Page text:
Do you have any suggestions for or concerns about the layout of the survey booklet or the travel forms?
3 (11%)
24 (89%)
27 (100%)
Did we provide enough information about the study to enable you to understand why you were being asked for your travel information?
22 (88%)
3 (12%)
25 (100%)

Many respondents provided some detail with their answers and these responses are included in the table below. This short survey provides us with the necessary feedback to improve the survey and its components.

Figure 15: Verbatim Responses to Email Follow-up Survey

Why did you choose to complete the survey over the Internet rather than on paper?

In reviewing the field costs for this survey, it became clear that one of the best strategies to reduce costs is to encourage more use of the web option. In addition to providing higher incentives for web completion, web completions can be encouraged by designing the memory joggers such that they require only enough information to help the respondent remember what trips they made on the survey day. In using the travel forms as memory joggers in Las Cruces, respondents were inadvertently encouraged to simply mail back the travel forms since they had recorded detailed information about each trip.

Volusia County, Florida, Household Travel Survey

The Volusia County, Florida (home of Daytona Beach) household travel survey was designed as a two-day diary. This presented an opportunity for further exploiting some of the advantages of the household travel diary web template. Two specific shortcuts developed in the software are the ability to choose locations that have already been identified and the ability to enter information for intra-household shared trips only once. Both of these shortcuts are more heavily used in a multi-day travel diary than in a single day diary. The figure below illustrates the use of previously-identified locations (Option 5). The location list builds as new locations are identified and, for the second day of travel, it is likely that most trip locations are already on this list.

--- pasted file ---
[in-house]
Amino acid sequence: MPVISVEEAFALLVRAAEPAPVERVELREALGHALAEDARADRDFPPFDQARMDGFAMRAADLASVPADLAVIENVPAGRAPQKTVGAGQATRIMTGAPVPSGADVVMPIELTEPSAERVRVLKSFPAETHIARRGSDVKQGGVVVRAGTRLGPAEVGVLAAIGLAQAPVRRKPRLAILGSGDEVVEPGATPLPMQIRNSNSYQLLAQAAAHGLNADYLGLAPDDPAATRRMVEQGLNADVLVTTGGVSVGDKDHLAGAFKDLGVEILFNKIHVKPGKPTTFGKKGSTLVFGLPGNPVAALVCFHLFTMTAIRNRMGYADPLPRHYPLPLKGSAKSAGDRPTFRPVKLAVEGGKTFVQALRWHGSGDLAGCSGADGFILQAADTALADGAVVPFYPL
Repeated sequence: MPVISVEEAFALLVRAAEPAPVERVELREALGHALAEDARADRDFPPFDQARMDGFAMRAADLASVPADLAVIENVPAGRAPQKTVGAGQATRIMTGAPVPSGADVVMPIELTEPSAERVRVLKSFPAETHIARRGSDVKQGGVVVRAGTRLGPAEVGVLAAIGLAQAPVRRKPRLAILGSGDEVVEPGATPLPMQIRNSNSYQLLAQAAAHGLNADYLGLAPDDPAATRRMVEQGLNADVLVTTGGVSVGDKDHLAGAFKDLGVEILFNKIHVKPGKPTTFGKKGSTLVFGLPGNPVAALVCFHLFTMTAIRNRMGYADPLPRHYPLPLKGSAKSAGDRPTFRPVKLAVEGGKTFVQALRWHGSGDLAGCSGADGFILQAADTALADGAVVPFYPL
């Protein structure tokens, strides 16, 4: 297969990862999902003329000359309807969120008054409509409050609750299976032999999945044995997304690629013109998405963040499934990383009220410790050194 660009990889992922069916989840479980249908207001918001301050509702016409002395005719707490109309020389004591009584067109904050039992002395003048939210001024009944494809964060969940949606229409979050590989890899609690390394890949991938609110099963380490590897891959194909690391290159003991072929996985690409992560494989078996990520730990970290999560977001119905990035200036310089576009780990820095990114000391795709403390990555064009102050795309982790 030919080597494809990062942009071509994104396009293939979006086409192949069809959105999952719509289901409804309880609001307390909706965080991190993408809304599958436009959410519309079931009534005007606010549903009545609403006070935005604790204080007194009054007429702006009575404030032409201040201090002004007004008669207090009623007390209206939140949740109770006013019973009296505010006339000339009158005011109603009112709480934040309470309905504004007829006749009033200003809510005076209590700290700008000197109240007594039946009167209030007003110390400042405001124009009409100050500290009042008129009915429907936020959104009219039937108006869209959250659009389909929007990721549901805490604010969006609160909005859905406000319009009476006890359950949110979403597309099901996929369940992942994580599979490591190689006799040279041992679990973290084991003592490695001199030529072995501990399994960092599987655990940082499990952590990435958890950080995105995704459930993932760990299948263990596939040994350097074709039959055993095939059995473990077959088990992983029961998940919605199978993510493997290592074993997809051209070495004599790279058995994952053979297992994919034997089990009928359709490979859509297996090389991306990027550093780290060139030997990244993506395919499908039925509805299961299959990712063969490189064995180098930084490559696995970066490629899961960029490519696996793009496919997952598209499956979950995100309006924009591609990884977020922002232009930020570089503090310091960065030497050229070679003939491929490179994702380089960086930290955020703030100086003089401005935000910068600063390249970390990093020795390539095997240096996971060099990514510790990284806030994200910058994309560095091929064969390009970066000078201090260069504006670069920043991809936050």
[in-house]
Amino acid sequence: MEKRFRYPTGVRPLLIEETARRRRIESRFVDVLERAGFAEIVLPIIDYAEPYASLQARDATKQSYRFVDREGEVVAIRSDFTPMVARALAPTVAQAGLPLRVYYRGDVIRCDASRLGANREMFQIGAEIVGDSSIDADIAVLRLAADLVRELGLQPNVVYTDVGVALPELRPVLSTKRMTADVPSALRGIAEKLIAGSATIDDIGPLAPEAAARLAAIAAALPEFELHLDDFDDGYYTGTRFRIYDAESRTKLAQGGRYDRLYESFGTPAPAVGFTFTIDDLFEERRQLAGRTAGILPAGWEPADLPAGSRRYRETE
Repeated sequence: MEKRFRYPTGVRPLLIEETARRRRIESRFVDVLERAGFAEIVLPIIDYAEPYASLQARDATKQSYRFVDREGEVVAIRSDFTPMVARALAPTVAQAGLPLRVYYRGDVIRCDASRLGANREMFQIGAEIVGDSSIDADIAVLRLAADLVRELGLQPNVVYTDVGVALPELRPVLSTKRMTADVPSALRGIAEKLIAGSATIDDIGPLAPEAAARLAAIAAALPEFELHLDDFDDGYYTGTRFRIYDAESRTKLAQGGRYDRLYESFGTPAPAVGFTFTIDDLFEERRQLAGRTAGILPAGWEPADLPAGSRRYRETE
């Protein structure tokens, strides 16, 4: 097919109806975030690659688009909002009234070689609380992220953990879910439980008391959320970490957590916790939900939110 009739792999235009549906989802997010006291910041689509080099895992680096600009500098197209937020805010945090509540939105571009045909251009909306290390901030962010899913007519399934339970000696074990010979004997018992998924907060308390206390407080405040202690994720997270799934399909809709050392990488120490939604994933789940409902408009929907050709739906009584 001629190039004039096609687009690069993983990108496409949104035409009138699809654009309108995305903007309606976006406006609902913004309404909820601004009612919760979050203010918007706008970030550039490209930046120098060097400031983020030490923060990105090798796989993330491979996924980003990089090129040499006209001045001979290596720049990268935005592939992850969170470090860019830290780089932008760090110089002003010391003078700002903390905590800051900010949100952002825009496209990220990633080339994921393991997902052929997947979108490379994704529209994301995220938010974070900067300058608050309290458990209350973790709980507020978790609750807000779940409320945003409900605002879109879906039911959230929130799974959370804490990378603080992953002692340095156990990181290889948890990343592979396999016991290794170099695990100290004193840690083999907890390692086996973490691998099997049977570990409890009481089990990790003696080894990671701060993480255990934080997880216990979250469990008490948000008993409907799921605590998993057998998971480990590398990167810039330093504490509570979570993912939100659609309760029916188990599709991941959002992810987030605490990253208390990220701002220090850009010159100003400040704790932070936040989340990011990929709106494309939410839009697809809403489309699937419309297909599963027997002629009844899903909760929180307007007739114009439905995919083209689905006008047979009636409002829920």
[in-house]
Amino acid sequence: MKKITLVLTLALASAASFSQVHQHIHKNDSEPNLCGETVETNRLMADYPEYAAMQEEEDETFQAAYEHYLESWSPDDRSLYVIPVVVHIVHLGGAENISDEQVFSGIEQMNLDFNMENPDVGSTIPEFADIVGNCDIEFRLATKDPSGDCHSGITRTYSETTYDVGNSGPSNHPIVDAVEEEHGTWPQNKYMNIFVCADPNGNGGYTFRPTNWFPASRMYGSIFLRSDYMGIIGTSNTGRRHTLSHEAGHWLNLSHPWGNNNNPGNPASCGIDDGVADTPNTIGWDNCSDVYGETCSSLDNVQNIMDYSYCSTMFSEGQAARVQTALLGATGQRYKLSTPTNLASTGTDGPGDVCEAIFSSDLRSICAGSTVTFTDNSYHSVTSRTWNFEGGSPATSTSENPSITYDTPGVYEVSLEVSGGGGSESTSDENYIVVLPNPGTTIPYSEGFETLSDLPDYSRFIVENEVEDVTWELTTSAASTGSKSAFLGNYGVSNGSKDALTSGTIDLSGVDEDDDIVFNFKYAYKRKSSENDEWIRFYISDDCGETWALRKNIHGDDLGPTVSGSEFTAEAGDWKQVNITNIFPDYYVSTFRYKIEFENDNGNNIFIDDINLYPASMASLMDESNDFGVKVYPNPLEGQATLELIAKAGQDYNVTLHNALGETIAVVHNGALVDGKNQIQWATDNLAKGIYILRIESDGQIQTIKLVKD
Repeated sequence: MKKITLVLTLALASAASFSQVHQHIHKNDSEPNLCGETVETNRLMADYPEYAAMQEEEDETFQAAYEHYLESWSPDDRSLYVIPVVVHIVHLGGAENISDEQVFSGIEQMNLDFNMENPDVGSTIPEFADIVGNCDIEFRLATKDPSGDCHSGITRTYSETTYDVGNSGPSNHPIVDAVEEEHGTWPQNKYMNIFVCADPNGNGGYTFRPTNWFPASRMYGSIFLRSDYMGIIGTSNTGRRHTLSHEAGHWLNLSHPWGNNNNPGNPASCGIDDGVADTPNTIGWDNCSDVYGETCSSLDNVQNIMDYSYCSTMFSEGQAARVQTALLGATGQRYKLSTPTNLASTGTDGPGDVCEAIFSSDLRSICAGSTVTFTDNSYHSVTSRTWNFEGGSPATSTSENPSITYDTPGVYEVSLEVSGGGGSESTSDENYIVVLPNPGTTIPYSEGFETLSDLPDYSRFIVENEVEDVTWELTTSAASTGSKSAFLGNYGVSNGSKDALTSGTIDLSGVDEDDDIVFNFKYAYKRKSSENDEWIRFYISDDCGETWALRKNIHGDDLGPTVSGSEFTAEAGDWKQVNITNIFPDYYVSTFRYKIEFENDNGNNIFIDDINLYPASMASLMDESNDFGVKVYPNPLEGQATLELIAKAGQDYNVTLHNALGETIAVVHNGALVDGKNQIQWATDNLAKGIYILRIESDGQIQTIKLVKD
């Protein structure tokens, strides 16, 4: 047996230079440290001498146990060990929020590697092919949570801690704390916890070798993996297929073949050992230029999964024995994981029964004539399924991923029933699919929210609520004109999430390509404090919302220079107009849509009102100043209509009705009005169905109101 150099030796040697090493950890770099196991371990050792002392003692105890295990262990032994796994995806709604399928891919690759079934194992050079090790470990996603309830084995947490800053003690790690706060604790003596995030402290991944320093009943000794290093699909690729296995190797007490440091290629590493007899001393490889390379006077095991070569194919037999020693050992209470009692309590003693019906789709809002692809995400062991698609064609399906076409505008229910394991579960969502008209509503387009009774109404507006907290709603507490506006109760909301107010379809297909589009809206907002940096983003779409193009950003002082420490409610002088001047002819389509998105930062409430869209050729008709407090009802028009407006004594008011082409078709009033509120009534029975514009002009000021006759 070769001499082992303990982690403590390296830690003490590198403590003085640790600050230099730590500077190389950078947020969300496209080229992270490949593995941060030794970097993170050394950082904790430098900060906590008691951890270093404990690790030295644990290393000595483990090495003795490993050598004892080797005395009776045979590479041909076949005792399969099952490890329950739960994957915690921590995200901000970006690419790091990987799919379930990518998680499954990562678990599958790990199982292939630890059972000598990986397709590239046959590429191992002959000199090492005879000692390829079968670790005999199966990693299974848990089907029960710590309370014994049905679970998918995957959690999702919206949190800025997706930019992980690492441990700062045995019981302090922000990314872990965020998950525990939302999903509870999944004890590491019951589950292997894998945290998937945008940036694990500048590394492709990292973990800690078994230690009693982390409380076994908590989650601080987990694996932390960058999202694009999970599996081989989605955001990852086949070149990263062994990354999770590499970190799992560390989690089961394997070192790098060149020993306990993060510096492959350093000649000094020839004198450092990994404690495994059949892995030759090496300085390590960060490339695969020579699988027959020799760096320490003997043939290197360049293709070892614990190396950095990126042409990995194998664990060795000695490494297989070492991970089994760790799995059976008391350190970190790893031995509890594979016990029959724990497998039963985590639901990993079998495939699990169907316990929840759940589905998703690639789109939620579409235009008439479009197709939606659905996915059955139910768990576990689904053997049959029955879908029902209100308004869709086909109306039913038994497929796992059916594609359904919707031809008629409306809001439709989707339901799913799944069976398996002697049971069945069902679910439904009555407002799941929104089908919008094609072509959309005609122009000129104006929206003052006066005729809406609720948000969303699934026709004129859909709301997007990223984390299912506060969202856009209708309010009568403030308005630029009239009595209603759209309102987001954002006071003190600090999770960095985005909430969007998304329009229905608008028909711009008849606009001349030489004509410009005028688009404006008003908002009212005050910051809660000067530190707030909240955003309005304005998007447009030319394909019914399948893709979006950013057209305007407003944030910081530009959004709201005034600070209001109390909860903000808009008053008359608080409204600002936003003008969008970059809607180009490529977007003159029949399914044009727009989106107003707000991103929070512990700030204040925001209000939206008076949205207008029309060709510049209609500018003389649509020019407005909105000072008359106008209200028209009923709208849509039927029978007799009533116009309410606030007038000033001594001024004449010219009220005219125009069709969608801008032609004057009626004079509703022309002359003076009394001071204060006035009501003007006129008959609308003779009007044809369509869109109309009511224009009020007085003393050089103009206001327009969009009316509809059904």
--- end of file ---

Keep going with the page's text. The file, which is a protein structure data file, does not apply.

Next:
Figure 16: Volusia geocoding method page

Page capture showing options for location trip: Option 1 by address, Option 2 by nearest intersection, Option 3 by Business name and location, Option 4 for map, and Option 5 Pick from list identified by software

Information about which family members traveled together is collected for each trip. When subsequent household members record trips, these shared trips automatically become part of their trip log-only the trip purpose needs to be collected. Figure 17 shows an example of a household member who made shared trips. In this case, three separate trips were specified by another household member as being shared with the member actively recording trips. Each trip is presented with the arrival time and the names of other members of the travel party. The respondent is prompted to record the trip purpose for each of the shared trips. The section below the shared trips is provided for additional trips that may have been made by this household member but not recorded by a previous member.

Figure 17: Volusia shared trips page

Description of where respondent plugs in where the trip begin for Member 2,with time, purpose, and who traveled with, as well as whether any recording other trips made.